August 30, 2021
To the Japanese American Community,
We are the Friends of Topaz, a group of predominately Japanese American descendants of World War II Topaz concentration camp incarcerees, living in the San Francisco Bay Area. We exist to support the Topaz Museum because we believe in their mission to preserve Topaz stories and to educate the greater public about this tragic chapter of American history, including the devastating impact the concentration camps had on its Japanese American survivors. We continually draw inspiration from the courage and resilience of our community, generations later.
In understanding the current controversy surrounding the Museum’s decision to unearth the monument memorializing the unjustified killing of James Wakasa by a Topaz guard, here is the background. In June-July, Discover Nikkei published a five-part article on this tragic and largely unknown story. While the article is highly informative and well-intentioned, unfortunately, the July 4, 2021 installment revealed the exact location of the half-buried monument whose location had been previously unknown to the public. This alarmed the Museum because of recent vandalism, including signage blasted apart by high-powered rifle bullets and shotgun shells, and spray painted political or racist graffiti. Because the article revealed how to find the stone, the Museum was placed in a dilemma: either ignore that the stone’s location was now public and hope that nothing bad would happen, or risk that the monument, imbued with historic and spiritual meaning, would be an attractive target for wrongdoers to deface. Faced with this predicament, it decided it had to act immediately to remove the stone to the protection of the Museum. In its haste however, it failed to notify the community in advance of the removal, thereby triggering anger and leading some to conclude that it acted with callous indifference. The Museum has since profusely apologized for failing to inform the community in advance of the unearthing, but stands by its decision that it did what was required to protect this precious monument for all posterity.
We trust the work of the Museum Board and feel that it has done nothing that disrespected the Wakasa monument. In fact, the Board has made every effort to prevent any damage to the artifact or to the Topaz site. Additionally, the decision to excavate the monument was made by the entire Topaz Museum board, including its Japanese American members.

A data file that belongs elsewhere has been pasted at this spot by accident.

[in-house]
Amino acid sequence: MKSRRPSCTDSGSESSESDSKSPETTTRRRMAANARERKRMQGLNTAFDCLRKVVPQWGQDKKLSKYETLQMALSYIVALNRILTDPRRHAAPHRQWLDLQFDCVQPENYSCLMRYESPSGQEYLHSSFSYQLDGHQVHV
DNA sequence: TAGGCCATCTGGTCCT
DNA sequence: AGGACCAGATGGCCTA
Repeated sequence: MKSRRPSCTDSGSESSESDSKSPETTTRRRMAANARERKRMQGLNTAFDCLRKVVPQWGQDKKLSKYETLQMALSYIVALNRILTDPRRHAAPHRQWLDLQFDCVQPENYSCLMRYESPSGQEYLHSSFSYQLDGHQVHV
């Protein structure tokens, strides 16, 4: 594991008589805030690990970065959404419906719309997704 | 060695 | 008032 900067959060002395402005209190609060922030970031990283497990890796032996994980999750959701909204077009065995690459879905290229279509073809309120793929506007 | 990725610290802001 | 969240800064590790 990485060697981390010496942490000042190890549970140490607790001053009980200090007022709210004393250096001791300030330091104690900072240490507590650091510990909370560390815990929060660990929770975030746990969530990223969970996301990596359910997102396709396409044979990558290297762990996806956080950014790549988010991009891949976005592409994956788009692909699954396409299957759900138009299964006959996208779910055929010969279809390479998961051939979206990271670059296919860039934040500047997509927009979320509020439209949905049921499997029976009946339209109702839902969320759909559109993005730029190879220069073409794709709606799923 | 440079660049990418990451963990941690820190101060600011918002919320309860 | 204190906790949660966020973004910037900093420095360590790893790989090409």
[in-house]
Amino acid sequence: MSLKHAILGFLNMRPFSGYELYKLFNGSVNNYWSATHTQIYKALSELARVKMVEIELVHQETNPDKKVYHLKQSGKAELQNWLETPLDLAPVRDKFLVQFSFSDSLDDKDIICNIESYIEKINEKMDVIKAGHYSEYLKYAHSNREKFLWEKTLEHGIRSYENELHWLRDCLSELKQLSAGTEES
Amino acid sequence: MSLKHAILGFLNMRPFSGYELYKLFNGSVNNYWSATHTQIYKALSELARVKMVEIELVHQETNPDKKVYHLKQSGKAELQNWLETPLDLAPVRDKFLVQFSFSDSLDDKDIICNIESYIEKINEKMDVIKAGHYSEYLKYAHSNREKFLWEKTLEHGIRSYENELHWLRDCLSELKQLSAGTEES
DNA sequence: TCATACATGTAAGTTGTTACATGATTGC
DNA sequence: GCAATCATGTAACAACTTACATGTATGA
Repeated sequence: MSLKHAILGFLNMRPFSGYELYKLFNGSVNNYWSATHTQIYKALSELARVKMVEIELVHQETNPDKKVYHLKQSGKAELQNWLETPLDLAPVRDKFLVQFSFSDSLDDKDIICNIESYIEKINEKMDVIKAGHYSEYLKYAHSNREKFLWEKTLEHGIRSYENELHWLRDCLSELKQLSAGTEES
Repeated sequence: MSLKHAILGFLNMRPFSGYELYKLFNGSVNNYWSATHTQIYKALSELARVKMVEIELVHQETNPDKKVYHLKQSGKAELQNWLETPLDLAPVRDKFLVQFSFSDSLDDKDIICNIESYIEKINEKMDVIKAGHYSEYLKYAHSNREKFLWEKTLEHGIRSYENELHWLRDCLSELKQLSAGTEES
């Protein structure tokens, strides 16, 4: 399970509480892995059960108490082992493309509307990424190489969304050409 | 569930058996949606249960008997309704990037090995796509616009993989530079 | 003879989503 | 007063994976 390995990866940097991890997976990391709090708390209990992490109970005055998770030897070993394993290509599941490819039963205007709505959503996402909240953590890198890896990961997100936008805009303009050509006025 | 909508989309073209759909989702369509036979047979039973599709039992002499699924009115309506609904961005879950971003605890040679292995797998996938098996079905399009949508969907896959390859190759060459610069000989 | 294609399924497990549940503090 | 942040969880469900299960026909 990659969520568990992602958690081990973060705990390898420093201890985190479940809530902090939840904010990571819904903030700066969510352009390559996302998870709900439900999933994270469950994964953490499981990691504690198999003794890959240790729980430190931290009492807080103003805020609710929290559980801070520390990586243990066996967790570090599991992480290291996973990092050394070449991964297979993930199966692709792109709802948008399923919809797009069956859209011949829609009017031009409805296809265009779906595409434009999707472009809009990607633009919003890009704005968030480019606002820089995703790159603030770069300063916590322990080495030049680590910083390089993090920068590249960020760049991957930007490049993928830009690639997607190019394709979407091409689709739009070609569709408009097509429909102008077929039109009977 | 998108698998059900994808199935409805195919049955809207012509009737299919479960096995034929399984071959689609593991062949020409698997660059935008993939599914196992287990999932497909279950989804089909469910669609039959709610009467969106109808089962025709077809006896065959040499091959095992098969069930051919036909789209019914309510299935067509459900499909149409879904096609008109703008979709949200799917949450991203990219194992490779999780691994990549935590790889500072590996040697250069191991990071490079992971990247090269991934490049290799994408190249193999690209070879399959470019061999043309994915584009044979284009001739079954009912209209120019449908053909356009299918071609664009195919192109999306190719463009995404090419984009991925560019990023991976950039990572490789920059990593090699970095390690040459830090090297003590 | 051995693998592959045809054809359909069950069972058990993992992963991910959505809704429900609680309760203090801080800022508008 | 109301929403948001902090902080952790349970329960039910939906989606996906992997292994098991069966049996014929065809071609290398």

We have worked closely with the Museum for many years and have always been informed of the actions of the Board. We are encouraged to share our opinions; and in our experience, the Museum has always been receptive to any input or suggestions from the Japanese American community. The Friends of Topaz works very closely with Topaz Board president, Jane Beckwith, on outreach and fundraising to support the Museum and its successful work over the past 25 years. The Board has now purchased the 640 acres of the camp’s original site, built the Topaz Museum in the town of Delta, hosted tours of hundreds of Utah school children, and worked with the public to educate and share our descendants’ stories, in order to prevent a recurrence of a similar denial of American civil rights in the future.
The climate of vicious anti-Asian hate, where physical assaults and vandalism are real, makes it all the more necessary for the Topaz Museum to exist and do its excellent work, under the sound leadership of the Museum Board. We understand that the stone had to be protected and feel that now that it has been safely moved to the Museum’s courtyard, where it can best be conserved, protected, and interpreted by visitors and scholars, a healing ceremony involving Japanese American community members and other stakeholders can proceed without further risking the site or artifact.
The Topaz Museum is for everyone. It is a story that speaks to the need for a more just America. No one group of people has full ownership over the history of a place or event, and we are grateful to the citizens of Delta for being our partners in telling our stories, after the cataclysm that brought our communities together.
Friends of Topaz